If Joe Hockey – or his Labor successor – start talking about what a great idea the “not-an-ID-card” Access Card – is, here’s a tale from the UK about the hazards of giving governments too much personal data. The Guardian reports:
On October 18, a junior civil servant at the child benefit offices in Tyne and Wear set in train a series of events which put 25 million people at risk of fraud, forced the resignation of the government’s most senior tax collector, put in doubt the future of the government’s ID card scheme, and reinforced doubts as to the competence Gordon Brown’s administration.
It is understood (though not yet absolutely established) that on that Thursday, two CDs, password-protected but containing the government’s entire database of child benefit claimants, including the bank details of 7.25 million families, were sent from the HM Revenue and Customs (HMRC) offices in Waterview Park, Washington, to the National Audit Office on Buckingham Palace Road, London. The government and police believe they were sent by a civil servant with IT know-how, unregistered, via the HMRC’s internal postal system, operated by the private courier TNT. But they did not arrive.
Were the CD’s to make their way into the hands of criminals, they would allow identity theft on a massive scale.
Unsurprisingly, the UK government, particularly new Chancellor Alistair Darling, is scrambling to deal with the fallout, which is particularly embarrassing given that they are keen to introduce identity cards in the UK. As well as a complete bit of misdirection about the ease with which the data could be accessed: “Darling revealed that although the information on the CDs was not encrypted, it was password-protected.” This is like locking a flywire door; anyone armed with the most elementary tools would have been able to bypass such minimal protection. There also seems to be an effort to blame the individual concerned, who undoubtedly made a “”colossal error” in extracting the massive amount of information, burning it to an unencrypted CD and putting it in the regular, untracked, departmental courier service, all of which were apparently breaches of departmental security policy.
Yes, whomever was responsible for this made a career-ending mistake – assuming they weren’t directly ordered to do so by a superior, which I wouldn’t rule out. But there had to have been security policy failures at every level to make this possible. It simply shouldn’t have been possible for a “junior civil servant” to extract this scale and detail of information out of the relevant database without massive red flags being raised. Furthermore, there should be considerable barriers to taking any information – particularly bulk information – out of the system and onto external file systems. And, furthermore, by default everything that gets written to an external data source in such an environment where there is such quantities of sensitive personal data – laptops, CD’s, key drives, and the like – should have strong encryption applied to it. There are freely available commercial (and for that matter free) tools that can do this. And, yes, the fact that somebody who knew how to get such information out of the HMRC’s database didn’t realize that it was a massive no-no to burn it to CD and pop it in the post suggests a severe failure of security training.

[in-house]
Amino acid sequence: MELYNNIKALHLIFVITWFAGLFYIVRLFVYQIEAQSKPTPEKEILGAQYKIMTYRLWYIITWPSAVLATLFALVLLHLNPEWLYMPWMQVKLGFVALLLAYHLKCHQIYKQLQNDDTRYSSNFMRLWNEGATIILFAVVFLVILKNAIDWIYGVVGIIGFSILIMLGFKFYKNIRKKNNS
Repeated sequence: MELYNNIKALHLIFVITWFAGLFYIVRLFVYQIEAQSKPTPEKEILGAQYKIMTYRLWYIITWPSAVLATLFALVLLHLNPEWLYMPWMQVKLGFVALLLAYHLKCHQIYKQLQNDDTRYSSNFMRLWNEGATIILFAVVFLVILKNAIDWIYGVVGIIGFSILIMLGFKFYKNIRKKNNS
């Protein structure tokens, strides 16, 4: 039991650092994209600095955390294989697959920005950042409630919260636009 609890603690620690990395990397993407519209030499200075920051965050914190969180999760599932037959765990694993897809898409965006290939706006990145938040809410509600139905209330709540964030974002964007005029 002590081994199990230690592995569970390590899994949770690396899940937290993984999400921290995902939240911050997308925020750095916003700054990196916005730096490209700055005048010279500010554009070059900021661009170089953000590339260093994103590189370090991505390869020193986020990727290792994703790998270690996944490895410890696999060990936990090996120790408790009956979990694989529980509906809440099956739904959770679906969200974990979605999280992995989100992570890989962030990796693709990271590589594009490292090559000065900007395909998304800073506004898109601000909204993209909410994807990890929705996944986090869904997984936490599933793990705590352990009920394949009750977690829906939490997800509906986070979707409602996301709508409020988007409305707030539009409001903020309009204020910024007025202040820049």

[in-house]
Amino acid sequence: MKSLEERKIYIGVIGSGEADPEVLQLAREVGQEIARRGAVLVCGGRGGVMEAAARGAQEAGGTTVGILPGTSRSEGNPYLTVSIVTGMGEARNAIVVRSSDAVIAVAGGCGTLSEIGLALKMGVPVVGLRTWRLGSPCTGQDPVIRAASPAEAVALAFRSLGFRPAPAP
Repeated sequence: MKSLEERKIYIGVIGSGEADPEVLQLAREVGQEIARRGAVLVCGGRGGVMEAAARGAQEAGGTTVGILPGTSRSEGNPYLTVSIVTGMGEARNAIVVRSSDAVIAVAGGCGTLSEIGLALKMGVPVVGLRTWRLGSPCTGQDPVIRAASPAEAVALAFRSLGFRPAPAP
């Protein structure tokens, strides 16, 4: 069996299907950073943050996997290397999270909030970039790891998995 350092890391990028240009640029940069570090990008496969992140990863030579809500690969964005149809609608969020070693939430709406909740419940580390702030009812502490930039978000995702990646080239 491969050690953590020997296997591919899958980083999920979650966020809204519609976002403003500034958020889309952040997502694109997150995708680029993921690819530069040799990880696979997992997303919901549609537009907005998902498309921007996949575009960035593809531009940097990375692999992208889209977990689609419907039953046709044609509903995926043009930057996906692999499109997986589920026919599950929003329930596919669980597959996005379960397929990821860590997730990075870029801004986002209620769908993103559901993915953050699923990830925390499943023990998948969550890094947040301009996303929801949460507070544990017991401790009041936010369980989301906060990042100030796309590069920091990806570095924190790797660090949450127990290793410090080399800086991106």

And it’s not like the department concerned hasn’t had any warning that they have a security problem: as this IT press blog notes, they’ve recently had issues with stolen laptops with unencrypted data, and a CD containing personal information of 15,000 people, being lost.
All that said, I doubt that most government departments, or for that matter most big businesses, do anything much different – everybody from the janitor up has full access to the company database, and can pull data onto unguarded external data storage; laptop hard drives full of sensitive information routinely walk out the door without encryption to protect it. And that is why I am so unenthusiastic about attempts to make further information available across multiple government departments, as the Access Card project proposed for Australia would undoubtedly do.
And the first thing the new Treasurer of Australia (or Finance Minister) should be doing after the election on Saturday is asking the head of the Australian Tax Office – and every other government department that keeps records on a large section of the Australian population – why the same thing couldn’t happen here. And if the answer is “our staff wouldn’t be that stupid”, they’d better start knocking heads together.